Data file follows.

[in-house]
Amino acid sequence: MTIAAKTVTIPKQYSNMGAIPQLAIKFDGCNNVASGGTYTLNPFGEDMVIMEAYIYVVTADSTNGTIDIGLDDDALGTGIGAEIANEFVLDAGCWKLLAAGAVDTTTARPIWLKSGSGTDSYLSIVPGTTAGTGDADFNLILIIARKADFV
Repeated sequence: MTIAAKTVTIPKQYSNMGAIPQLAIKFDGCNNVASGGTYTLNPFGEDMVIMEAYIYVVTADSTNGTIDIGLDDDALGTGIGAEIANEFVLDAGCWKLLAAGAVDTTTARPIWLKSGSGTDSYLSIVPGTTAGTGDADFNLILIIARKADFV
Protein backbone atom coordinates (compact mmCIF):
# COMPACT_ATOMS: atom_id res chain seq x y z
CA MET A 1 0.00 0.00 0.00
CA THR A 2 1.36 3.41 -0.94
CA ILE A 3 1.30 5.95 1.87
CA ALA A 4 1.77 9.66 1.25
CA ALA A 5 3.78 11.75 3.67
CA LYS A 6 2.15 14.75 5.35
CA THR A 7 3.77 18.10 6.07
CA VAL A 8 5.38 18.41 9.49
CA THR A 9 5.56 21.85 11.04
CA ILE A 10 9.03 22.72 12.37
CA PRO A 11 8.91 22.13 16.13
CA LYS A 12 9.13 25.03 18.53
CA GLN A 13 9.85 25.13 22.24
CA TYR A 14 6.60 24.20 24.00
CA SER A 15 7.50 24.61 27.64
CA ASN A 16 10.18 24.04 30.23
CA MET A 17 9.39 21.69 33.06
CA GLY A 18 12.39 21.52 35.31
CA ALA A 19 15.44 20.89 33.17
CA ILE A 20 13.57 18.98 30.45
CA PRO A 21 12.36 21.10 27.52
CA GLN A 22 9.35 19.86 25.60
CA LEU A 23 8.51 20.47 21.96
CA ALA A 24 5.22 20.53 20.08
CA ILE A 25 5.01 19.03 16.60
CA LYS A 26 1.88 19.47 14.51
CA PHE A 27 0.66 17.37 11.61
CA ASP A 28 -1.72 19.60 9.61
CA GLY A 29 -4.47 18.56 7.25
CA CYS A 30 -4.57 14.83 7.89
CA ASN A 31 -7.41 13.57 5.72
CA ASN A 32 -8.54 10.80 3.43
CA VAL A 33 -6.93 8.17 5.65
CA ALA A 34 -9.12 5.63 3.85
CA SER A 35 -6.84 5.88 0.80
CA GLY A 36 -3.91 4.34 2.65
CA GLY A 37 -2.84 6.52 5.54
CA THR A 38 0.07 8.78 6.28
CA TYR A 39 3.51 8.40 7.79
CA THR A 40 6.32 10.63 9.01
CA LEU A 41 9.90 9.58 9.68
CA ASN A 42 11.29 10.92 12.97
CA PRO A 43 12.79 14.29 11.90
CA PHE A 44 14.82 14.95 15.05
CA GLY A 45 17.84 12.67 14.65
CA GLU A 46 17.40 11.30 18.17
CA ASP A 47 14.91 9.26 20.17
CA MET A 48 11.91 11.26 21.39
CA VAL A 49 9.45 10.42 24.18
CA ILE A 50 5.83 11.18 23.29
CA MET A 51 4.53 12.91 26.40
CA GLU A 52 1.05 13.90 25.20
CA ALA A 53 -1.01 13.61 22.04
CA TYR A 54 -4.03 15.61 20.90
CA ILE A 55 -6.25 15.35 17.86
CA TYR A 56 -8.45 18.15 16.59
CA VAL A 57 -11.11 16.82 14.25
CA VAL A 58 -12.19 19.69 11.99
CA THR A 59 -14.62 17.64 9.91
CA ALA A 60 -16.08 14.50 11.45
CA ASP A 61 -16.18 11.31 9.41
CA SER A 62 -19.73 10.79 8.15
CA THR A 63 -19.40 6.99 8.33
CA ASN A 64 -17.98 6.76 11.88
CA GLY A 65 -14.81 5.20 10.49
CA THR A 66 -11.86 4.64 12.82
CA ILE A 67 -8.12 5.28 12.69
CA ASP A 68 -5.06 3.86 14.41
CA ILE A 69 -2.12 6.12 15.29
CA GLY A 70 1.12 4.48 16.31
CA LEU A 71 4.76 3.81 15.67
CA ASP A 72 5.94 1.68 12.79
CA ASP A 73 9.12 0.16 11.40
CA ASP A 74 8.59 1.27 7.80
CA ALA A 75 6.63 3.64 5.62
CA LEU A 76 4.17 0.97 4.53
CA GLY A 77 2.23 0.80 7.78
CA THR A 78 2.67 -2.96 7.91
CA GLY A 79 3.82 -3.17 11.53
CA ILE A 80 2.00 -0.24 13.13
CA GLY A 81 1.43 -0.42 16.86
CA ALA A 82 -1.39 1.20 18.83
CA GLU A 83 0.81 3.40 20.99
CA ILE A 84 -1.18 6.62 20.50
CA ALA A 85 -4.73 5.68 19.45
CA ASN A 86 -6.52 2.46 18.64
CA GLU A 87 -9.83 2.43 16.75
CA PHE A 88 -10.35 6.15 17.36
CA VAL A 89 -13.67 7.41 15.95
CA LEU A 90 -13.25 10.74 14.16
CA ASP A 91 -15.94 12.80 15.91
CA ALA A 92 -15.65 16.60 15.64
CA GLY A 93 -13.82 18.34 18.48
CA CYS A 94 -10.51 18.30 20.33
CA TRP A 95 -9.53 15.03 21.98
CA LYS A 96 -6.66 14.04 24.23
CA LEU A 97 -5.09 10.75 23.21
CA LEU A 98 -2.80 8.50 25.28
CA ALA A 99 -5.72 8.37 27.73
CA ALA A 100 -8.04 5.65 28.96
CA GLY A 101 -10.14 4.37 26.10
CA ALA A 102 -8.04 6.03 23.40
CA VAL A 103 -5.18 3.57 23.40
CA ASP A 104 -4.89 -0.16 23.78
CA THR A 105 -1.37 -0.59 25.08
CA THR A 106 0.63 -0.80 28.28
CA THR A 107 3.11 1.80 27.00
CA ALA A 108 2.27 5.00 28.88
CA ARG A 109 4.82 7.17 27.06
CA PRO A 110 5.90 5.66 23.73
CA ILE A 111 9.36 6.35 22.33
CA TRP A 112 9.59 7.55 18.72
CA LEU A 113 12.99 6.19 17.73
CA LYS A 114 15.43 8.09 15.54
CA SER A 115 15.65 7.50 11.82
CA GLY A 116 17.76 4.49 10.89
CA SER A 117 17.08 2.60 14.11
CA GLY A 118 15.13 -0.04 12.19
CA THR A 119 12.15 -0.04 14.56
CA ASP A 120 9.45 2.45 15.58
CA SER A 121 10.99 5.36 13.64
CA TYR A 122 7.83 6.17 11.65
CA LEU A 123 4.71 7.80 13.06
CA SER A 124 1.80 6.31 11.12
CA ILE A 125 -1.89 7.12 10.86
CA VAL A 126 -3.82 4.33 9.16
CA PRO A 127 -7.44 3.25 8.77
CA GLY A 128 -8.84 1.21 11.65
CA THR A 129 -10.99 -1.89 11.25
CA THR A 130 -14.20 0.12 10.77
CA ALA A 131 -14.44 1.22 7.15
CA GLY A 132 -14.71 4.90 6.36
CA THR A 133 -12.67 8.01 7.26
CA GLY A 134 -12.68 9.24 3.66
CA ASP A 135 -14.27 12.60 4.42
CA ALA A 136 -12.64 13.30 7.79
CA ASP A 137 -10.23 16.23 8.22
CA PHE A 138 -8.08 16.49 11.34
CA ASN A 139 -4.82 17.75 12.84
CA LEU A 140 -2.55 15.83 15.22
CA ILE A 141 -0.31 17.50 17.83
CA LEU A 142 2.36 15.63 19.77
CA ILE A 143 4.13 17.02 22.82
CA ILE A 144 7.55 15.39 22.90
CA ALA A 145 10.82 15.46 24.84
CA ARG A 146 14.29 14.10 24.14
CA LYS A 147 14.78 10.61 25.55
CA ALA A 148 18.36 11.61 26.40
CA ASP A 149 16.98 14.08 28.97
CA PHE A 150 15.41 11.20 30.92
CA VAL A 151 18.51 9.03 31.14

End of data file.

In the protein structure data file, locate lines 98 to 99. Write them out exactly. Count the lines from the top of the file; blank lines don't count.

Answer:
CA GLY A 93 -13.82 18.34 18.48
CA CYS A 94 -10.51 18.30 20.33